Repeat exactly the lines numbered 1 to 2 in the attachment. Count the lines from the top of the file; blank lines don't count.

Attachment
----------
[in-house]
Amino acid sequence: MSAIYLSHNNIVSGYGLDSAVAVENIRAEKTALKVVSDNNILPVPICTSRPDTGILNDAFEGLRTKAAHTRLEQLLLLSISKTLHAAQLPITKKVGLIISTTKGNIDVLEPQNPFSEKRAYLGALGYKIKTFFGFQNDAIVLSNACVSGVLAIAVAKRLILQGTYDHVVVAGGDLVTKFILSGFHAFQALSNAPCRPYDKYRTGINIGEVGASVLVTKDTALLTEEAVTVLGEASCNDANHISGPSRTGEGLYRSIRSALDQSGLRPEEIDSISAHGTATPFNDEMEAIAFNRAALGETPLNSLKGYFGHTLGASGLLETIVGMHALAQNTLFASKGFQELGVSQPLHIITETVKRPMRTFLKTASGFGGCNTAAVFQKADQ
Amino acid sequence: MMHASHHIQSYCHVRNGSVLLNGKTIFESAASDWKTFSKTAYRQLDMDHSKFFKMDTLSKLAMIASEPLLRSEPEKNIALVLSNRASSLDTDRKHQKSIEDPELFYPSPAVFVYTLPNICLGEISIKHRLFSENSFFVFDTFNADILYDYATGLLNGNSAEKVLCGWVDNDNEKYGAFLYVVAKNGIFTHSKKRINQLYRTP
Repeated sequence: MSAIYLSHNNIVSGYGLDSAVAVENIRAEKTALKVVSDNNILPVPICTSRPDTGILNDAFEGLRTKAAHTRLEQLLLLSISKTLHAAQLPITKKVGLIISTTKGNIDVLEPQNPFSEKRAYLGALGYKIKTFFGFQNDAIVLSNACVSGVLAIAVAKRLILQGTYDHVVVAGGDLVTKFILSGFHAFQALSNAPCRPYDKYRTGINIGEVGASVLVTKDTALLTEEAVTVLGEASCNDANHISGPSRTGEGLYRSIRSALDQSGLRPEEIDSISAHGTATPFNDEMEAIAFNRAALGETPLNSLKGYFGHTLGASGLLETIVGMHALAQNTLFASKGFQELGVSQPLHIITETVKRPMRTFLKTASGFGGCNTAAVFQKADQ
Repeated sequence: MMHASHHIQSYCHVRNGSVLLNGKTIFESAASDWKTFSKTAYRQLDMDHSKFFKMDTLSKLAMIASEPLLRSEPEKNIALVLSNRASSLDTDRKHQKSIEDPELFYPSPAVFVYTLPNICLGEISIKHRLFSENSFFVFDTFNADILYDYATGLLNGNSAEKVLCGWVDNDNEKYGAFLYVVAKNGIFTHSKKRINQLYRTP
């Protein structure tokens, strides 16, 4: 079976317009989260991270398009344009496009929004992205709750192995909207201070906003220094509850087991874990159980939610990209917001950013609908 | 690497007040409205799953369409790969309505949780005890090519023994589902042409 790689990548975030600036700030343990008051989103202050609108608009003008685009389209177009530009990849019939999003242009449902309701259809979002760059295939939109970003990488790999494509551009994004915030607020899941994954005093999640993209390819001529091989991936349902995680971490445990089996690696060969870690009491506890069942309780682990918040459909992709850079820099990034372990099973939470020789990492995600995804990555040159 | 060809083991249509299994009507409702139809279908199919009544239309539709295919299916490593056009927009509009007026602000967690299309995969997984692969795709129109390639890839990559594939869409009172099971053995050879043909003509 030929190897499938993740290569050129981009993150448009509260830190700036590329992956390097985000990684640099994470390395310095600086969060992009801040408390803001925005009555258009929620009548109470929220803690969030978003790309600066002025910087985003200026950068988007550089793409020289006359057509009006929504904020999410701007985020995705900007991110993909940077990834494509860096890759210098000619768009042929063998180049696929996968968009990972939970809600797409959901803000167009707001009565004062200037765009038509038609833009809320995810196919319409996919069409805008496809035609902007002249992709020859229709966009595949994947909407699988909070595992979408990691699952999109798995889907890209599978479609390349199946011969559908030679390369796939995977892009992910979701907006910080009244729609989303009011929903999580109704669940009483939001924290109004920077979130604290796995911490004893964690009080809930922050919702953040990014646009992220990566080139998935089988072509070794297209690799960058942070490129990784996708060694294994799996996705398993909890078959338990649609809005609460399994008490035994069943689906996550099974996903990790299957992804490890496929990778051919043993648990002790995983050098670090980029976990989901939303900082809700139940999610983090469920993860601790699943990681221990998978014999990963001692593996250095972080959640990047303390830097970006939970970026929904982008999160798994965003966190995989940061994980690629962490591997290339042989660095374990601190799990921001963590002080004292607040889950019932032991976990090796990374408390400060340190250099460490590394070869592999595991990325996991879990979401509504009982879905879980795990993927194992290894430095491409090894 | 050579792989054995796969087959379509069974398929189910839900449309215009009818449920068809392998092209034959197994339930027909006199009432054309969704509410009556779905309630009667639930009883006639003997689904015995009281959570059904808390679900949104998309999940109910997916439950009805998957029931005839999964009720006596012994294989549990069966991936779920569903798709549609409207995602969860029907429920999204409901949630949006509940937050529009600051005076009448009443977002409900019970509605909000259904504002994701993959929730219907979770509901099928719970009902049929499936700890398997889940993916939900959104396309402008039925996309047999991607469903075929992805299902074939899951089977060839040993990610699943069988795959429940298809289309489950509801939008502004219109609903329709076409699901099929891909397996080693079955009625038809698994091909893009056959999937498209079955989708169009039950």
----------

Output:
[in-house]
Amino acid sequence: MSAIYLSHNNIVSGYGLDSAVAVENIRAEKTALKVVSDNNILPVPICTSRPDTGILNDAFEGLRTKAAHTRLEQLLLLSISKTLHAAQLPITKKVGLIISTTKGNIDVLEPQNPFSEKRAYLGALGYKIKTFFGFQNDAIVLSNACVSGVLAIAVAKRLILQGTYDHVVVAGGDLVTKFILSGFHAFQALSNAPCRPYDKYRTGINIGEVGASVLVTKDTALLTEEAVTVLGEASCNDANHISGPSRTGEGLYRSIRSALDQSGLRPEEIDSISAHGTATPFNDEMEAIAFNRAALGETPLNSLKGYFGHTLGASGLLETIVGMHALAQNTLFASKGFQELGVSQPLHIITETVKRPMRTFLKTASGFGGCNTAAVFQKADQ